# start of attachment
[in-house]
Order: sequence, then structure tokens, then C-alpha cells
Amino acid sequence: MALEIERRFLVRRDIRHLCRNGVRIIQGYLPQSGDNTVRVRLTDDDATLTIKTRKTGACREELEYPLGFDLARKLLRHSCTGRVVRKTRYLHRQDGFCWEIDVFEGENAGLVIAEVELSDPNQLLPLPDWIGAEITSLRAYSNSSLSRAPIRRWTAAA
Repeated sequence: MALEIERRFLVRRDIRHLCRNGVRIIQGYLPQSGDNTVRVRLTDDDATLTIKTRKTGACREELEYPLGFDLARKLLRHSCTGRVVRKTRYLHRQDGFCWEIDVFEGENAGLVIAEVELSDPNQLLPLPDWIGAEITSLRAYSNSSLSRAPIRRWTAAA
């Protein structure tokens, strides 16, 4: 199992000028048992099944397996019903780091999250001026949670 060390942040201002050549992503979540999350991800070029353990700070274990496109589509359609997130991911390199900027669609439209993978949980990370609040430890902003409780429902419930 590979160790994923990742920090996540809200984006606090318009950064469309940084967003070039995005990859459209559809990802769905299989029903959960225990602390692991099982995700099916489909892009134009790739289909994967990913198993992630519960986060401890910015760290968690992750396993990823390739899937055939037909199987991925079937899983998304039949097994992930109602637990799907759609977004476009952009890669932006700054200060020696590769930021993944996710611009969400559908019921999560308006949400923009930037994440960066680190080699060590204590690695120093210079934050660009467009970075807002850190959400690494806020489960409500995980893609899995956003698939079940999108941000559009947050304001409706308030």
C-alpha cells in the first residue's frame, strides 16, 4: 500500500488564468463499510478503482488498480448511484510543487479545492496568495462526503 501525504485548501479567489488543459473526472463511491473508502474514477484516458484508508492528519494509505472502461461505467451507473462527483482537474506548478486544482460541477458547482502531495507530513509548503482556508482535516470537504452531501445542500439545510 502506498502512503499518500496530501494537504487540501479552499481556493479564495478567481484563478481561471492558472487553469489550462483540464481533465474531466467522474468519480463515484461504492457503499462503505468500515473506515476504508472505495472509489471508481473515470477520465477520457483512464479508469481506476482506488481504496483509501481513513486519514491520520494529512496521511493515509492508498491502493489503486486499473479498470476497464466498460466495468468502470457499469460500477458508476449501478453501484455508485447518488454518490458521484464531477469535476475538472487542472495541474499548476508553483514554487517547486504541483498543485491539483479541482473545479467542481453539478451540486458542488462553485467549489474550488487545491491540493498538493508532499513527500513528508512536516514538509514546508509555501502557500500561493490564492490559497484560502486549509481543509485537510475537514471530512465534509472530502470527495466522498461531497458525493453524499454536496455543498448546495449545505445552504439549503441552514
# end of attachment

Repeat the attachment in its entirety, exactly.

[in-house]
Order: sequence, then structure tokens, then C-alpha cells
Amino acid sequence: MALEIERRFLVRRDIRHLCRNGVRIIQGYLPQSGDNTVRVRLTDDDATLTIKTRKTGACREELEYPLGFDLARKLLRHSCTGRVVRKTRYLHRQDGFCWEIDVFEGENAGLVIAEVELSDPNQLLPLPDWIGAEITSLRAYSNSSLSRAPIRRWTAAA
Repeated sequence: MALEIERRFLVRRDIRHLCRNGVRIIQGYLPQSGDNTVRVRLTDDDATLTIKTRKTGACREELEYPLGFDLARKLLRHSCTGRVVRKTRYLHRQDGFCWEIDVFEGENAGLVIAEVELSDPNQLLPLPDWIGAEITSLRAYSNSSLSRAPIRRWTAAA
């Protein structure tokens, strides 16, 4: 199992000028048992099944397996019903780091999250001026949670 060390942040201002050549992503979540999350991800070029353990700070274990496109589509359609997130991911390199900027669609439209993978949980990370609040430890902003409780429902419930 590979160790994923990742920090996540809200984006606090318009950064469309940084967003070039995005990859459209559809990802769905299989029903959960225990602390692991099982995700099916489909892009134009790739289909994967990913198993992630519960986060401890910015760290968690992750396993990823390739899937055939037909199987991925079937899983998304039949097994992930109602637990799907759609977004476009952009890669932006700054200060020696590769930021993944996710611009969400559908019921999560308006949400923009930037994440960066680190080699060590204590690695120093210079934050660009467009970075807002850190959400690494806020489960409500995980893609899995956003698939079940999108941000559009947050304001409706308030």
C-alpha cells in the first residue's frame, strides 16, 4: 500500500488564468463499510478503482488498480448511484510543487479545492496568495462526503 501525504485548501479567489488543459473526472463511491473508502474514477484516458484508508492528519494509505472502461461505467451507473462527483482537474506548478486544482460541477458547482502531495507530513509548503482556508482535516470537504452531501445542500439545510 502506498502512503499518500496530501494537504487540501479552499481556493479564495478567481484563478481561471492558472487553469489550462483540464481533465474531466467522474468519480463515484461504492457503499462503505468500515473506515476504508472505495472509489471508481473515470477520465477520457483512464479508469481506476482506488481504496483509501481513513486519514491520520494529512496521511493515509492508498491502493489503486486499473479498470476497464466498460466495468468502470457499469460500477458508476449501478453501484455508485447518488454518490458521484464531477469535476475538472487542472495541474499548476508553483514554487517547486504541483498543485491539483479541482473545479467542481453539478451540486458542488462553485467549489474550488487545491491540493498538493508532499513527500513528508512536516514538509514546508509555501502557500500561493490564492490559497484560502486549509481543509485537510475537514471530512465534509472530502470527495466522498461531497458525493453524499454536496455543498448546495449545505445552504439549503441552514